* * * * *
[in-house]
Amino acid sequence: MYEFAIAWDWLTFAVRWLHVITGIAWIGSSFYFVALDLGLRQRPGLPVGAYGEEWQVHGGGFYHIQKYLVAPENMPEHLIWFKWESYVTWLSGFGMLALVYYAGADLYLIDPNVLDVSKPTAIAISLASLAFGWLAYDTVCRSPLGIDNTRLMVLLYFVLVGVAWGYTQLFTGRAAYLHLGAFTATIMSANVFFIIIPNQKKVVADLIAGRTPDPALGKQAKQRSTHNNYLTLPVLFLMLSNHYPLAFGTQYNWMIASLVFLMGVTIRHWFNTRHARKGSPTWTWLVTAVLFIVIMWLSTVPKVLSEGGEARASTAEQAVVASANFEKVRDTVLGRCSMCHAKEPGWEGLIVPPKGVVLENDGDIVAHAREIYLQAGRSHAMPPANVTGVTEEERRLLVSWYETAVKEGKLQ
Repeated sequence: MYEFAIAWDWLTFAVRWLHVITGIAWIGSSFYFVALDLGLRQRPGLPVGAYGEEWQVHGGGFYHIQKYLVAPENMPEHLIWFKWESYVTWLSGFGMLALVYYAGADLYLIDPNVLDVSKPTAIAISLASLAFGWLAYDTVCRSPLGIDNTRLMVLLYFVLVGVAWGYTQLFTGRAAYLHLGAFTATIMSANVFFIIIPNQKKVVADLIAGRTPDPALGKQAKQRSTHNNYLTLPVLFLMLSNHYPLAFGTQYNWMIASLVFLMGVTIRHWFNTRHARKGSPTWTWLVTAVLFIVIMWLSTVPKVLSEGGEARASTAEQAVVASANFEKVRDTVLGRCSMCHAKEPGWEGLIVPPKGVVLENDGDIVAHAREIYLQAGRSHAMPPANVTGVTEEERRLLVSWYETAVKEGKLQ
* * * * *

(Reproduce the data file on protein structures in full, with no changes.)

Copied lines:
[in-house]
Amino acid sequence: MYEFAIAWDWLTFAVRWLHVITGIAWIGSSFYFVALDLGLRQRPGLPVGAYGEEWQVHGGGFYHIQKYLVAPENMPEHLIWFKWESYVTWLSGFGMLALVYYAGADLYLIDPNVLDVSKPTAIAISLASLAFGWLAYDTVCRSPLGIDNTRLMVLLYFVLVGVAWGYTQLFTGRAAYLHLGAFTATIMSANVFFIIIPNQKKVVADLIAGRTPDPALGKQAKQRSTHNNYLTLPVLFLMLSNHYPLAFGTQYNWMIASLVFLMGVTIRHWFNTRHARKGSPTWTWLVTAVLFIVIMWLSTVPKVLSEGGEARASTAEQAVVASANFEKVRDTVLGRCSMCHAKEPGWEGLIVPPKGVVLENDGDIVAHAREIYLQAGRSHAMPPANVTGVTEEERRLLVSWYETAVKEGKLQ
Repeated sequence: MYEFAIAWDWLTFAVRWLHVITGIAWIGSSFYFVALDLGLRQRPGLPVGAYGEEWQVHGGGFYHIQKYLVAPENMPEHLIWFKWESYVTWLSGFGMLALVYYAGADLYLIDPNVLDVSKPTAIAISLASLAFGWLAYDTVCRSPLGIDNTRLMVLLYFVLVGVAWGYTQLFTGRAAYLHLGAFTATIMSANVFFIIIPNQKKVVADLIAGRTPDPALGKQAKQRSTHNNYLTLPVLFLMLSNHYPLAFGTQYNWMIASLVFLMGVTIRHWFNTRHARKGSPTWTWLVTAVLFIVIMWLSTVPKVLSEGGEARASTAEQAVVASANFEKVRDTVLGRCSMCHAKEPGWEGLIVPPKGVVLENDGDIVAHAREIYLQAGRSHAMPPANVTGVTEEERRLLVSWYETAVKEGKLQ